MAYOR’S BUDGET SETS GROUNDWORK FOR “STEADY FINANCIAL FOUNDATION”

Omaha City Council Approves Annexation, Talks Budget with Public
By Ryan Robertson, KVNO News
August 12th, 2015

The Council recessed for several hours, meeting again at 7pm to hear from the public concerning the Mayor’s proposed 2016 budget.

Vicki Pratt spoke in favor of demolishing more condemned buildings. She told Council members it’s about more than clearing eyesores. “It’s also a safety issue in the neighborhood. A lot of the times those houses turn into crack houses. Kids get in there and there’s holes in the walls, there’s holes in the floor and it’s a very dangerous situation and it definitely impacts the property values of that neighborhood,” Pratt said.

The public’s budget concerns ranged in topic from truancy prevention to one man’s desire to take police officers out of public schools and hire private security guards instead. The majority of people who attended Tuesday’s meeting though, were there in support of the Omaha Public Library and its branches. The Mayor’s budget increased the library’s budget to $14.3 million dollars in 2016. But library officials said they need another $850,000. Without the money, officials said the library would consider reducing hours or closing a branch. Mike Williams told Council members the City has been on a downward slide in funding the library. “It’s such a problem that the Library Journal, which is a publication about libraries, unfortunately and notoriously put us on a short list of six cities who are underfunding our libraries,” Williams said. “This isn’t the kind of list that Omaha wants to find ourselves on. We don’t want to be on the lists of cities underfunding the public libraries. That’s not the kind of place we want to be.”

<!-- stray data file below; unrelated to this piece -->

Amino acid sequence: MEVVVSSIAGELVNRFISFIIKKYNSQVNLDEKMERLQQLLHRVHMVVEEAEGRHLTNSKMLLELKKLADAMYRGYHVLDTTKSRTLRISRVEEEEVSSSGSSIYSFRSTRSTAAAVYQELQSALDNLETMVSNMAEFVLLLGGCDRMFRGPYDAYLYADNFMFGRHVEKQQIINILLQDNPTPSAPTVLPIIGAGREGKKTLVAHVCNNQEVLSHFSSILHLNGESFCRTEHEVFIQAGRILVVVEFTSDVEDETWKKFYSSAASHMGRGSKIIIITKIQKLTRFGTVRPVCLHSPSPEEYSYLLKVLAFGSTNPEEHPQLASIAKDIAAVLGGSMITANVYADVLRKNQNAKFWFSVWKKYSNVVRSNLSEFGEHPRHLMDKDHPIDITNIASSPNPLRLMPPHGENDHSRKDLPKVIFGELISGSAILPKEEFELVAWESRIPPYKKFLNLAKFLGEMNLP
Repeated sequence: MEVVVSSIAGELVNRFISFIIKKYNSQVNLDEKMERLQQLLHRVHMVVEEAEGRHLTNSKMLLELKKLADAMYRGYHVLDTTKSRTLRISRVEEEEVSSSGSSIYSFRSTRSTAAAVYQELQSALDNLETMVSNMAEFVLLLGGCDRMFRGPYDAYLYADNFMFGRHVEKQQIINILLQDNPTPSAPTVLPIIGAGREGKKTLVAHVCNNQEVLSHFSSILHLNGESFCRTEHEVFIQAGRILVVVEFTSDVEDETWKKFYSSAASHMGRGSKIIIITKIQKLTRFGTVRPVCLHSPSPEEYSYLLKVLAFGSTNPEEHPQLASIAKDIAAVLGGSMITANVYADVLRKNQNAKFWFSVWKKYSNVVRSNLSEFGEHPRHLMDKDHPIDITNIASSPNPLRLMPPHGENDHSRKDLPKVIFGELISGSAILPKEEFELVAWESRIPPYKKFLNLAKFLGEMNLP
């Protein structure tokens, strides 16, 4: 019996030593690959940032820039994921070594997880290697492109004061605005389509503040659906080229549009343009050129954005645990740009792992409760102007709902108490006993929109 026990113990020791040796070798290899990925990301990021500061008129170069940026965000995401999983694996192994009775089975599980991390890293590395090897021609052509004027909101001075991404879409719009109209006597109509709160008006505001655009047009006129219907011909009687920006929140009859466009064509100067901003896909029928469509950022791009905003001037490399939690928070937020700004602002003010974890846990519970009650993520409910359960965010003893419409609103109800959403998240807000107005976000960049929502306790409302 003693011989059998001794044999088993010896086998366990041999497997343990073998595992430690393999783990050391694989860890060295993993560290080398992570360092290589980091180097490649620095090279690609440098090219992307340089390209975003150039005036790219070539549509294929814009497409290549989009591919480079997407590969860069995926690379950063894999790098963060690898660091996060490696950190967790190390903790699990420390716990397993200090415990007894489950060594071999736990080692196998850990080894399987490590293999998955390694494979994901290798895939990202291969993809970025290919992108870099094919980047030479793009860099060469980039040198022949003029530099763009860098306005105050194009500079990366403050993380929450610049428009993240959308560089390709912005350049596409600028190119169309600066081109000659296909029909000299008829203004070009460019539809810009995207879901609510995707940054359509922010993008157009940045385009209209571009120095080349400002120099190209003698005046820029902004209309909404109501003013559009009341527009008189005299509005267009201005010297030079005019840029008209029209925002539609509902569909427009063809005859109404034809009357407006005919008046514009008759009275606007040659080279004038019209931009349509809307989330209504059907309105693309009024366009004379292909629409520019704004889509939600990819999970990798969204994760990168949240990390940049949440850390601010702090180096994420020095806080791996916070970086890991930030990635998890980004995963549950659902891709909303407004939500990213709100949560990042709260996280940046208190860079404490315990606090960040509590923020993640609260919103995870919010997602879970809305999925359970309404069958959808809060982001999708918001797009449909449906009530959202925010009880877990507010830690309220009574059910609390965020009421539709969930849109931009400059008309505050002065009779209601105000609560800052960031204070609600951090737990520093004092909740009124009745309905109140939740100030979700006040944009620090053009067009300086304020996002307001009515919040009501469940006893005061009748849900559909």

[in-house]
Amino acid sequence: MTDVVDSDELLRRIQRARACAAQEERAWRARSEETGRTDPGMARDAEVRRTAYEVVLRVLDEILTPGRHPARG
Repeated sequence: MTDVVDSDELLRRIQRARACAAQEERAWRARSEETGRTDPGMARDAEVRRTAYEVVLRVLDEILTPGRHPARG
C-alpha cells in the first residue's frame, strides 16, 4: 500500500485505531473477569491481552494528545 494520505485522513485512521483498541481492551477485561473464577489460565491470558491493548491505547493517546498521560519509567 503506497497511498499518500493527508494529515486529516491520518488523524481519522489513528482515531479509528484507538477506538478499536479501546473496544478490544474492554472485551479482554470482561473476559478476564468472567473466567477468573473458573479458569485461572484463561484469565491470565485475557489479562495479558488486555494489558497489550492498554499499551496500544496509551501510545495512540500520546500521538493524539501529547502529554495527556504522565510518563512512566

Doug Kagan is President of Nebraska Taxpayers for Freedom, a conservative group with concerns about what they call wasteful government spending. Kagan and other members of NTF, wearing “Team Jean” stickers in support of Mayor Jean Stothert, urged Council members to pass the budget as is.

“We believe that this budget sets the groundwork for future property tax stabilization or reduction, eventual elimination of the detested restaurant tax, and places the city on a permanent, steady financial foundation,” Kagan said.

More than 20 people spoke during the public hearing on the proposed 2016 budget. Council members won’t vote on it, however, until August 25th.

UPDATE:
City council did pass the mayor’s budget: Melton, Pahls, Gernandt, and Thompson voted YES. Festersen, Gray, and Jerram voted NO. ​
Ntfnews153.doc. 8-15.

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